The other major way you can curb cash flow issues is to begin by investing only in products that turn quickly. Take a look back at a previous article where we discuss risk investment and product analysis and use those tools to review your products and stick to quick-flip and short-term investments. This will allow you to cycle your money quickly and get more money in the door early. You can’t afford when you’re beginning to have all of these old products that will sit on your shelf and collect dust. You need liquidity. Liquidity is 100% key. Resist the urge to let the collector in you dictate the livelihood of your business. When you review these products make sure to keep an open line of communication with your distributors or you could run into a multitude of issues there as well.

Distributors are your best friend, but they are every other store’s best friend too.

When you first begin you’ll need to gather inventory from many locations, players, other stores, and most importantly, distributors. The best piece of advice I can give you from the get go is to get setup with multiple distributors. This doesn’t mean you can’t have one as your “main” one that you go to for all of your important orders, but sometimes you’ll run into the issue that highly anticipated products fall under “allocation”. Allocation is when a distributor will get a certain amount of product from Pokémon (or another company) and have to divide it between all of their customers based on…

The amount each company ordered
How long each company has been with the distributor
How much money you spend with them each year
Your current pricing on the product

The distributor will get to determine how much of important products you get. Back when Mythical Collection boxes were heavily allocated distributors would give varying allotments to different companies. I’ve heard horror stories where some companies get snubbed and only get a few of an item, while other companies get hundreds of the same item. Rest assured distributors aren’t there to play favorites or decide if your business sinks or swims, but it does help to create a positive working relationship with your distributor. They can heavily dictate how much advantage you can take on major releases and so you want to sit down with your point of contact and clearly communicate your objectives, the types of items you like, how much you look to spend on average weekly, monthly, and yearly, while also communicating how important some products are to you. Try to make their lives easier and they will surely return the favor.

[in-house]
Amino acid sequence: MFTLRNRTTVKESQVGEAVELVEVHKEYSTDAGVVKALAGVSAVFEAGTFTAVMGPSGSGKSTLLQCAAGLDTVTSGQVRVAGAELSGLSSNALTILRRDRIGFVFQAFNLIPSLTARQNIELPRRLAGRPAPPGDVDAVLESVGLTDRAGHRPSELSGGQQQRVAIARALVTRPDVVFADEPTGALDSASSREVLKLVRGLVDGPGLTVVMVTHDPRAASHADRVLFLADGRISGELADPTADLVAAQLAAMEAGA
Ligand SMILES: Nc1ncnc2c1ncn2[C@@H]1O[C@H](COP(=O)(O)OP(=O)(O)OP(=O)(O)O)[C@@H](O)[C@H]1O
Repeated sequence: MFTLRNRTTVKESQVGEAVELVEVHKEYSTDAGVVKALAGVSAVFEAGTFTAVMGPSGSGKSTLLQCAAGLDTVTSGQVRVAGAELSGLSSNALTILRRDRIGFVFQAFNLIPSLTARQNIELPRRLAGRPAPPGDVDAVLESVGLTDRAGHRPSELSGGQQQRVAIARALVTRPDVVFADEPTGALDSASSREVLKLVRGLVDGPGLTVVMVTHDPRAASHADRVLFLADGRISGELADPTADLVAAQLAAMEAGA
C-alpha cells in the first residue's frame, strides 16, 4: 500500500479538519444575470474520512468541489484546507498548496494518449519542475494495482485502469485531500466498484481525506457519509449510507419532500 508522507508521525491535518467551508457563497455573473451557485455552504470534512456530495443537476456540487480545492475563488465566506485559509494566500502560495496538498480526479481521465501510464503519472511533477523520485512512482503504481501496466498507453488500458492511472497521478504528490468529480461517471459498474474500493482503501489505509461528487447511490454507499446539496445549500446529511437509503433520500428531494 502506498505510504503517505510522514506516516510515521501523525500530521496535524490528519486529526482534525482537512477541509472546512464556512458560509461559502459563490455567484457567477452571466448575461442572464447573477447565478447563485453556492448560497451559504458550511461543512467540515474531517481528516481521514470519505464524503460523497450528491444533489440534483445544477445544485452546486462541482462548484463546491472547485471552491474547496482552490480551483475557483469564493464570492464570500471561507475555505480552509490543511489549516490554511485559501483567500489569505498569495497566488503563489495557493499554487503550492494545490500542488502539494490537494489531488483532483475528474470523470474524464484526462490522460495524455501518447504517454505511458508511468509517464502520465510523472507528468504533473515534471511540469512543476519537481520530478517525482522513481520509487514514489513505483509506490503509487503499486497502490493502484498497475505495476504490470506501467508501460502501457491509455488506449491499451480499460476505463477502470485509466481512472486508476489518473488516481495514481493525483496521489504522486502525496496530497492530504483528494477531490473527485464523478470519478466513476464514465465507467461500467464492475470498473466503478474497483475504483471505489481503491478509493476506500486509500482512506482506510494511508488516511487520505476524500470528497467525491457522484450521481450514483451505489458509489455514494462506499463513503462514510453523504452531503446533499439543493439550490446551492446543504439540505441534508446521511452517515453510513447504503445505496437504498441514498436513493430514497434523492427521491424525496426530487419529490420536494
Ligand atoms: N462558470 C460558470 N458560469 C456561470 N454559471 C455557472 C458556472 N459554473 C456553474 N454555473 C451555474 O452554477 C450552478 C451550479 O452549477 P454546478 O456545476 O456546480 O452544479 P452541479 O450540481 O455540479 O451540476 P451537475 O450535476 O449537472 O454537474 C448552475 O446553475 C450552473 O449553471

One of the other major issues you’ll find with distributors is that they deal with a lot of clients. I mean A LOT. There will be instances when the volume they are dealing with will result in things falling through the cracks, late shipments, invoice errors, etc. The key to resolving all of these is to openly communicate with your representative. Make sure you make timelines clear on when you need products, if you have pricing that has been adjusted beyond the standard because you were smart and negotiated, then make sure to do a follow up with them when you request shipment so they invoice you correctly. While you might be thinking it isn’t your job to make sure that they do what they need to do, it sure can make your life easier to make sure everyone is on the same page. Plus keeping calm with them and being reasonable will help you in the future as well with the product allocations. Remember they have many clients to deal with the same as you, don’t be that angry customer we all known and loathe. So while you’re trying to win favor from the distributors, so are your competitors, let’s take a look at some of the issues your competitors can provide.

Competitors: Friends or Foes?


Oh boy I could write you guys a whole book on your competitors, the psychology and mind games that go behind business interactions with them, and the issues negative competitors can create. Let me clarify from the get go though, not all competitors have to be enemies. I have many positive working relationships with different store owners and employees because it is mutually beneficial to do so. If you create enemies with other stores you start a “turf war” if you will. What this does is draw a line in the sand where you create an ecosystem that “it is them or us”. This will result in both of you losing customers, money, time, and you’ll get a whole lot of headaches out of it. Competitors can make your life a living Hell if you allow them to. They can undercut you into oblivion if they have more resources, they can spew lies and hate towards your store, they can shut you out of good opportunities for vending and advertisements, and ultimately blockade your store’s growth.

How can you combat this? The best way is by not putting yourself in the situation to begin with. I can say I legitimately do not have any stores I am enemies with because I don’t engage in the petty politics. Do I agree with everything my competitors do? Absolutely not. Many have business practices I despise, while others have practices I admire. The key is to keep it to yourself. Always watch your competitors and emulate their positive successes, while avoiding the negative. Create working relationships by talking with your competitors. You’re all in the same industry to make a living and have fun doing it. That doesn’t mean you can’t swap information, strategies, etc. Sometimes you might have an item in excess that won’t move in your local area that moves great in a competitor’s area. Maybe they would want to barter inventory at an even ratio to make it mutually beneficial for both. I’m not saying go to your competitors and say “So how did you make your business so successful?” (although I can assure you people still do it, ugh). What I am saying is that keeping an open dialogue can help both parties involved. One thing I’d absolutely avoid doing is going to a competitor and calling out something you disagree with. You have absolutely nothing to gain except an enemy by doing so. Each store is going to do what they deem to be the best route to making their business successful. By contradicting it or trying to shove your own doctrine in their face you risk creating one of those enemies that you don’t need starting. Once you start out you’ll notice your competitors a lot more, similar to the psychology that when you buy a car you notice the same model a lot more that other people are driving.